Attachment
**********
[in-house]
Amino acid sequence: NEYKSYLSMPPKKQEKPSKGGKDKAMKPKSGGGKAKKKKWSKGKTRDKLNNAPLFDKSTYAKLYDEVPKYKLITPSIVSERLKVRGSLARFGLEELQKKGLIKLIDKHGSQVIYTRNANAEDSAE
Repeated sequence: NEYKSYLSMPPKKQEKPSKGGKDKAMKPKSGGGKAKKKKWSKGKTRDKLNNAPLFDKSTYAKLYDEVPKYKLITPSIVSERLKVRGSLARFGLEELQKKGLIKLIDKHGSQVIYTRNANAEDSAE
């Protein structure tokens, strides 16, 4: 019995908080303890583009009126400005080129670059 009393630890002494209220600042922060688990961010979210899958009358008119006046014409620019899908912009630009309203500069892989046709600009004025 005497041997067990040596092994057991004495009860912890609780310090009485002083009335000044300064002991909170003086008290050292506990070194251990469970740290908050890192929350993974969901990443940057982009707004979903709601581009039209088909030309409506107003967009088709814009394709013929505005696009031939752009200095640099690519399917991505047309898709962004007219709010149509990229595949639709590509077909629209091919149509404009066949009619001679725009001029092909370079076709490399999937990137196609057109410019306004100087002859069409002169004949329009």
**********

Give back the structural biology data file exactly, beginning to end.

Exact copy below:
[in-house]
Amino acid sequence: NEYKSYLSMPPKKQEKPSKGGKDKAMKPKSGGGKAKKKKWSKGKTRDKLNNAPLFDKSTYAKLYDEVPKYKLITPSIVSERLKVRGSLARFGLEELQKKGLIKLIDKHGSQVIYTRNANAEDSAE
Repeated sequence: NEYKSYLSMPPKKQEKPSKGGKDKAMKPKSGGGKAKKKKWSKGKTRDKLNNAPLFDKSTYAKLYDEVPKYKLITPSIVSERLKVRGSLARFGLEELQKKGLIKLIDKHGSQVIYTRNANAEDSAE
């Protein structure tokens, strides 16, 4: 019995908080303890583009009126400005080129670059 009393630890002494209220600042922060688990961010979210899958009358008119006046014409620019899908912009630009309203500069892989046709600009004025 005497041997067990040596092994057991004495009860912890609780310090009485002083009335000044300064002991909170003086008290050292506990070194251990469970740290908050890192929350993974969901990443940057982009707004979903709601581009039209088909030309409506107003967009088709814009394709013929505005696009031939752009200095640099690519399917991505047309898709962004007219709010149509990229595949639709590509077909629209091919149509404009066949009619001679725009001029092909370079076709490399999937990137196609057109410019306004100087002859069409002169004949329009």